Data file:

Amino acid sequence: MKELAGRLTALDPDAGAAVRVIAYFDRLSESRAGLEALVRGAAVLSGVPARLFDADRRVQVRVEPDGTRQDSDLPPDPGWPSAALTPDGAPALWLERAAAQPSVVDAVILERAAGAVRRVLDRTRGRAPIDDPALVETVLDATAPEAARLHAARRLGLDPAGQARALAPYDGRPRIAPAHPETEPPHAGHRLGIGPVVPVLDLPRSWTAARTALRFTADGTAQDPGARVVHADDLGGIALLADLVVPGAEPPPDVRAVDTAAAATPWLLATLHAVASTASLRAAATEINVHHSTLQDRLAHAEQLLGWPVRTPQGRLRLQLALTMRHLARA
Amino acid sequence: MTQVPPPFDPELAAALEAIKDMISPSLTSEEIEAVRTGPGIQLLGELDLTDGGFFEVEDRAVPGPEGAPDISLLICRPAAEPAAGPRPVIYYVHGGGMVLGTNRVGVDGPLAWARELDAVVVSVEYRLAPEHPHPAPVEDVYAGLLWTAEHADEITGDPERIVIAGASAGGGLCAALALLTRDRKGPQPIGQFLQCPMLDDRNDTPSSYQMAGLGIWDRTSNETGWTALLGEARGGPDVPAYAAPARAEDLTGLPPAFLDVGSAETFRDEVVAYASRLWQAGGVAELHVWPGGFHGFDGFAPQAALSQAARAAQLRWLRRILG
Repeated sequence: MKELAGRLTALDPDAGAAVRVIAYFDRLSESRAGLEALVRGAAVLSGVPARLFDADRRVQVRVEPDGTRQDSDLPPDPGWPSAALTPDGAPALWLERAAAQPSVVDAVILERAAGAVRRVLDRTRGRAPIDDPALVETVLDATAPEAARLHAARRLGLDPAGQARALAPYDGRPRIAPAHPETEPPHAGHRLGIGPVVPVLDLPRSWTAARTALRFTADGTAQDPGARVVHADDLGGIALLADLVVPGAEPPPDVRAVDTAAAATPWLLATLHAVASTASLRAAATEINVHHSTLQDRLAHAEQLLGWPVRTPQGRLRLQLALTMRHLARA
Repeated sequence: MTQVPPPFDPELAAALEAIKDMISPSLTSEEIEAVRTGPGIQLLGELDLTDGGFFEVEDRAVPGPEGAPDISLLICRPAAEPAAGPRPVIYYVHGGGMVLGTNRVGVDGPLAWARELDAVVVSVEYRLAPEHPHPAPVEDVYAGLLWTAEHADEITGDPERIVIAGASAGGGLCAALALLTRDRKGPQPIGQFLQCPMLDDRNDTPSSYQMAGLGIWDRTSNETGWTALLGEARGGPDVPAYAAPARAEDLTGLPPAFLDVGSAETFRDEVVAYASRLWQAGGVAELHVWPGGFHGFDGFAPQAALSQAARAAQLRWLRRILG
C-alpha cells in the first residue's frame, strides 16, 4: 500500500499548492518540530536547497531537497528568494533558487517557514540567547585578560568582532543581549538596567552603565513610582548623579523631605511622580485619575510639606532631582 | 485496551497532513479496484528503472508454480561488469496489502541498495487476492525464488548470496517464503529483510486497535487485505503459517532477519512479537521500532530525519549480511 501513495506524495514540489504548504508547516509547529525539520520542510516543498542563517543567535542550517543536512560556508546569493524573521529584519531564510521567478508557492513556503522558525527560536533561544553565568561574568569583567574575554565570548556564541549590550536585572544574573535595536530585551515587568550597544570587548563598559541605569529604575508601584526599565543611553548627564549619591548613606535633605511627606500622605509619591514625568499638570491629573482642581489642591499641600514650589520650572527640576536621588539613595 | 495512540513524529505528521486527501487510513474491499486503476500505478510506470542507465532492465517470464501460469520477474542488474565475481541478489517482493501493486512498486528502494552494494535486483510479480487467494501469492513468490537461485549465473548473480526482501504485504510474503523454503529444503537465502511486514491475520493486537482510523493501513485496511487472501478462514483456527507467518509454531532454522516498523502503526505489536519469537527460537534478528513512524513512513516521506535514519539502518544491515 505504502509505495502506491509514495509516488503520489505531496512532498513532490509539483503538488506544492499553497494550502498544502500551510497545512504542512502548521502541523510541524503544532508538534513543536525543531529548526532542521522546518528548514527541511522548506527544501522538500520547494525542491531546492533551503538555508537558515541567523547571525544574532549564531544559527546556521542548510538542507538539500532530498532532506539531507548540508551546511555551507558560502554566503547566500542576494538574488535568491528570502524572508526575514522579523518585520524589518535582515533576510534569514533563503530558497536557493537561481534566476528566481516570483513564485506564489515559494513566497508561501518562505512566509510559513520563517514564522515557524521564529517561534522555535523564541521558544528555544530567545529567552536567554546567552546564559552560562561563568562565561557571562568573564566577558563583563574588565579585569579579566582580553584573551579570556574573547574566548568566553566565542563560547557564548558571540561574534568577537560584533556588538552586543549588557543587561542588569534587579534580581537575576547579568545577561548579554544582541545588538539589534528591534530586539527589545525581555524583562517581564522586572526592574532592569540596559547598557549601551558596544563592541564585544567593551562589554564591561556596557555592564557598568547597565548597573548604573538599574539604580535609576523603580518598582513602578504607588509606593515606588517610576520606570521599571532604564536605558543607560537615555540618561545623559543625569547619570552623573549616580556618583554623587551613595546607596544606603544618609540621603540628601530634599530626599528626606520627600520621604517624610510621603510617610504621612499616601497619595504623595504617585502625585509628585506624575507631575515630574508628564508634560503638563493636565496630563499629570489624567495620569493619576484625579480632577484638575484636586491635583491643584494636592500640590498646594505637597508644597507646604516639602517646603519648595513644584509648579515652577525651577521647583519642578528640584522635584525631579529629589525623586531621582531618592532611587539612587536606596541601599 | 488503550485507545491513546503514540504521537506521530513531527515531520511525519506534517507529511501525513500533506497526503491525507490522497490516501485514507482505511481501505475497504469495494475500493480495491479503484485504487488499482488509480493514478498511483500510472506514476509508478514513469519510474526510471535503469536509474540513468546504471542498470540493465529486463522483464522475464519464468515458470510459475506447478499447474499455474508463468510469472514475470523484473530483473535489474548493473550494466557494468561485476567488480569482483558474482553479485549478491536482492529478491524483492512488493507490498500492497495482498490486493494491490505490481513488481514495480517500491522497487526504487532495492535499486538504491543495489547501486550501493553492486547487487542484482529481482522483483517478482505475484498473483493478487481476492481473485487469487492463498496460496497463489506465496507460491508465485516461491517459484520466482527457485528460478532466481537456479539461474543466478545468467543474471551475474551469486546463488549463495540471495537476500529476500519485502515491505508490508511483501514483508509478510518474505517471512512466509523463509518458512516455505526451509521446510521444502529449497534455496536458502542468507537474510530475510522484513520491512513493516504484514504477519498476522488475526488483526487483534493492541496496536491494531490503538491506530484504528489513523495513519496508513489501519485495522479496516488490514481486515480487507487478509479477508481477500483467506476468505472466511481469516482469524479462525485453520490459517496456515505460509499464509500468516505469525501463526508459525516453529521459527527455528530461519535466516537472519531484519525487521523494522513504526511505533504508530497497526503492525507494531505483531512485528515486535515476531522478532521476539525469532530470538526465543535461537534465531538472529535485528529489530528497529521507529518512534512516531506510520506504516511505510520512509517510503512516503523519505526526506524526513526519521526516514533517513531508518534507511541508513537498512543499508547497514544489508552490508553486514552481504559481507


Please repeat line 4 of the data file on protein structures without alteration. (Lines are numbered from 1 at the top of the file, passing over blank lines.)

Repeated sequence: MTQVPPPFDPELAAALEAIKDMISPSLTSEEIEAVRTGPGIQLLGELDLTDGGFFEVEDRAVPGPEGAPDISLLICRPAAEPAAGPRPVIYYVHGGGMVLGTNRVGVDGPLAWARELDAVVVSVEYRLAPEHPHPAPVEDVYAGLLWTAEHADEITGDPERIVIAGASAGGGLCAALALLTRDRKGPQPIGQFLQCPMLDDRNDTPSSYQMAGLGIWDRTSNETGWTALLGEARGGPDVPAYAAPARAEDLTGLPPAFLDVGSAETFRDEVVAYASRLWQAGGVAELHVWPGGFHGFDGFAPQAALSQAARAAQLRWLRRILG